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Photo by Billie on Unsplash

Aging Fast

The only sure-fire trick to stop it

Yesterday morning I read an article by one of my Medium peeps about how there is nothing that says you’re old like a grey pube.

When I was able to get my laughter under control I tagged it, knowing I’d come back to it later.

Let me put this in perspective: this person is about seventeen years younger than I am. I’m nearly 67.

Tomorrow I head out to Ethiopia for three weeks. I’ll be hiking, riding horses, exploring Coptic Churches, and in all ways pushing my boundaries.

Most of the pubes I have are grey. In fact, it’s full-time Christmas season down there. Some folks get them young, which is one way to claim you have distinguished genitals, but I digress.

I’m not making fun of her. This is what we do.

I could give less of a flying shit about grey pubic hair.

It’s a lost cause.

Don’t like ‘em? Pluck ’em. Until that becomes so painful you have only two other choices:

  1. Brown Betty.
  2. Get over it already.

Because, and here’s The Great Big Secret to Aging:

The one thing guaranteed to age you faster than any other thing in the world is


OMG I have a grey pube. OMG I have a wrinkle. OMG…well you get the picture.

In this article from The Washington Post, writer Danielle Paquette interviews women who are well past the point where a single grey pubic hair is likely to incite riot.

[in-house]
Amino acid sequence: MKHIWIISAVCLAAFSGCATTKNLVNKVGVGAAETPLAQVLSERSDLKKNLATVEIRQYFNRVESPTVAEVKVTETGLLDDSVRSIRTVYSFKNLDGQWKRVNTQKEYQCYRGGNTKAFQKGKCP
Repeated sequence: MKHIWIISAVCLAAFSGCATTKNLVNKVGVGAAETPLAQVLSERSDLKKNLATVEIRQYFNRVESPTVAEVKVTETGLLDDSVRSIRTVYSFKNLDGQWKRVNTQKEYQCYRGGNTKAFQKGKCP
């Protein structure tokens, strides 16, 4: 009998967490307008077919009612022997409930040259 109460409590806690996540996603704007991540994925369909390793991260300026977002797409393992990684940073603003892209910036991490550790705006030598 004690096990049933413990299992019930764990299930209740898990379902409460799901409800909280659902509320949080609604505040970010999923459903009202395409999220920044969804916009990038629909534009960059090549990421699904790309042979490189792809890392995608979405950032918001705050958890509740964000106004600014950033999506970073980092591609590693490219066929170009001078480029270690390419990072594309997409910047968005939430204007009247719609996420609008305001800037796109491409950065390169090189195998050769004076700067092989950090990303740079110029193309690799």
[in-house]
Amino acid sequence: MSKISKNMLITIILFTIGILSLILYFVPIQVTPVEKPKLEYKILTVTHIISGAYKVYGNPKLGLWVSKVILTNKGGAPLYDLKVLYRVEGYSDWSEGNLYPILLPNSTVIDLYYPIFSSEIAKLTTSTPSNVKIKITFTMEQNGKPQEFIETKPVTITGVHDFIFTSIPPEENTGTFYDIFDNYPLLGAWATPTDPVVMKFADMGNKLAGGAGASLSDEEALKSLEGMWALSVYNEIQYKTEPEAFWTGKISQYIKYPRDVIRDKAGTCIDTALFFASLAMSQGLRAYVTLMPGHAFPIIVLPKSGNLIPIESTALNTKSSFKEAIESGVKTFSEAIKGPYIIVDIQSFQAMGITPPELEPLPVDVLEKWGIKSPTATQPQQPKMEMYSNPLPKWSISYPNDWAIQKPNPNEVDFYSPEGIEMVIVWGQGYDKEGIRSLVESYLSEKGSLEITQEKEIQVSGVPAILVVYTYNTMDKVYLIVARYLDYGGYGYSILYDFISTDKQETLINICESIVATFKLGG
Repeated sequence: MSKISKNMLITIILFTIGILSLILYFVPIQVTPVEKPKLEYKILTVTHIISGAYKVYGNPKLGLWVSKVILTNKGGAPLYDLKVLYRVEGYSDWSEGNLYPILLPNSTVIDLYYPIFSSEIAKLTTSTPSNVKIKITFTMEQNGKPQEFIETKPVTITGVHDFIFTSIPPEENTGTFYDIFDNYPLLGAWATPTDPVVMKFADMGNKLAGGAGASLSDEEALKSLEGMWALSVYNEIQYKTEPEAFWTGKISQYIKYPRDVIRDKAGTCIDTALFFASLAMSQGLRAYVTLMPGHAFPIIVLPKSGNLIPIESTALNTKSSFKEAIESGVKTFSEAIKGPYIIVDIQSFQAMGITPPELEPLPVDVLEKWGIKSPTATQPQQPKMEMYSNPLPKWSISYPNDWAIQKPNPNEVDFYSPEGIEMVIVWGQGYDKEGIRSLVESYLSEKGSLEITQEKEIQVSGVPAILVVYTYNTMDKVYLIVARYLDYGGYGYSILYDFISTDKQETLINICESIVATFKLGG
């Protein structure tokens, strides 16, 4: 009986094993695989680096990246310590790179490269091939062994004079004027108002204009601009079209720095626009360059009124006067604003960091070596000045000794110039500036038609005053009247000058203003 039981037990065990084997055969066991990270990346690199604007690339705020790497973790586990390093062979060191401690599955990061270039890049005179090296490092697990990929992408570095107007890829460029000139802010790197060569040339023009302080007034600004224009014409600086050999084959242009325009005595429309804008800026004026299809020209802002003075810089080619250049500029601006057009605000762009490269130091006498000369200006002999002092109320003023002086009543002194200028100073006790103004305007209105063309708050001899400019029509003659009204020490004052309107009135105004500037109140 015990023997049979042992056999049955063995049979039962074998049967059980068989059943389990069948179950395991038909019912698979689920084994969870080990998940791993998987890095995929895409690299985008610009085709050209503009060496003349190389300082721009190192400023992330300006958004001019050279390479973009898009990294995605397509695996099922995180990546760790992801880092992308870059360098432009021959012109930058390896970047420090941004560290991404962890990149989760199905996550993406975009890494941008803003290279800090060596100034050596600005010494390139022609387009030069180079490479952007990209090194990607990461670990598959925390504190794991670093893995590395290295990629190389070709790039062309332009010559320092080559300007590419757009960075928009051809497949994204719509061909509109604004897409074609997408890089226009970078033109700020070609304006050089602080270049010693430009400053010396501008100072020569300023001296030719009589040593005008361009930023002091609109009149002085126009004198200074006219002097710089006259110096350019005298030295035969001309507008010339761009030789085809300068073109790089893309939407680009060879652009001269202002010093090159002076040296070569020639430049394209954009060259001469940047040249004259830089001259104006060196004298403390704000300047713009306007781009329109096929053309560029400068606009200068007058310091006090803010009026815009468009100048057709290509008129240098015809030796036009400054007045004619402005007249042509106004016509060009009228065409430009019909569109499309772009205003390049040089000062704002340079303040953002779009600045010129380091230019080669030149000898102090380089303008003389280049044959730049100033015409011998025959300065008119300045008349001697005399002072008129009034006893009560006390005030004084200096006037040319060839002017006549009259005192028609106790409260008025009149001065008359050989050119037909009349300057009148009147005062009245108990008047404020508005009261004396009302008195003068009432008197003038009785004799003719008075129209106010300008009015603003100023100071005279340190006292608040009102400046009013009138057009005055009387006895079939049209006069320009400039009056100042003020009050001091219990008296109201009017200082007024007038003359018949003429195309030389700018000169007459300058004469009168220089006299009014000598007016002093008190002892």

From her article:

For the December issue of Vanity Fair, the British author Zadie Smith completed a Proust Questionnaire, which asked: What do you dislike most about your appearance?

“I like it all,” replied Smith, 41. “Self-hatred is for younger, prettier women.”

I can only speak from my own perspective, but this has the ring of authenticity. While I most certainly understand, and have been through those very phases myself, the fact is that the farther I inch into my later years, the less of a flying fuck I give about the signs that I am aging.

They are in every way gifts. Gifts that prove that have I survived some pretty shitty events in life which are, unfortunately, one of the prices girls, especially pretty ones, pay for being female and attractive. They are also proof that I have earned a certain amount of knowledge by virtue of having been around a while.

Now whether that knowledge ripens into wisdom is another thing entirely. Because as I constantly see on websites for which I write and which are focused on aging women past fifty and sixty, women still obsess about their looks, their hair, their bodies.

Wasting precious life worrying over the inevitable, while precious life and time speed through their fingers like so much water.

The Medium writer in question wrote about how when she steps out of the shower she sees her sun-damaged skin, saggy boobs and grey pubes.

Well, yeah. Most of us as we approach fifty do indeed see these things. What ages us is hating ourselves for them. As if there were another route, another option whereby we could avoid such things.

This isn’t criticism. We all do it (my hand is way up, well, halfway, largely because I had rotator cuff surgery on my shoulder, from riding horses in Kazakhstan, which is what I choose to do rather than obsess about my age).

I have the utmost empathy for this writer, for she bemoans the loss of her lovely young skin (don’t we all, including men?) and the fact that as a young woman she drew plenty of appreciative attention. Not always wanted, but that’s the price youth/beauty pays for youth/beauty.

Sometimes it’s very steep. I’ve paid that price myself.

Obsessing about the inevitable signs of aging virtually guarantees bitterness, resentment, self-hate and revulsion.

And lots more grey pubes, far more worry lines as well as no peace of mind whatsoever.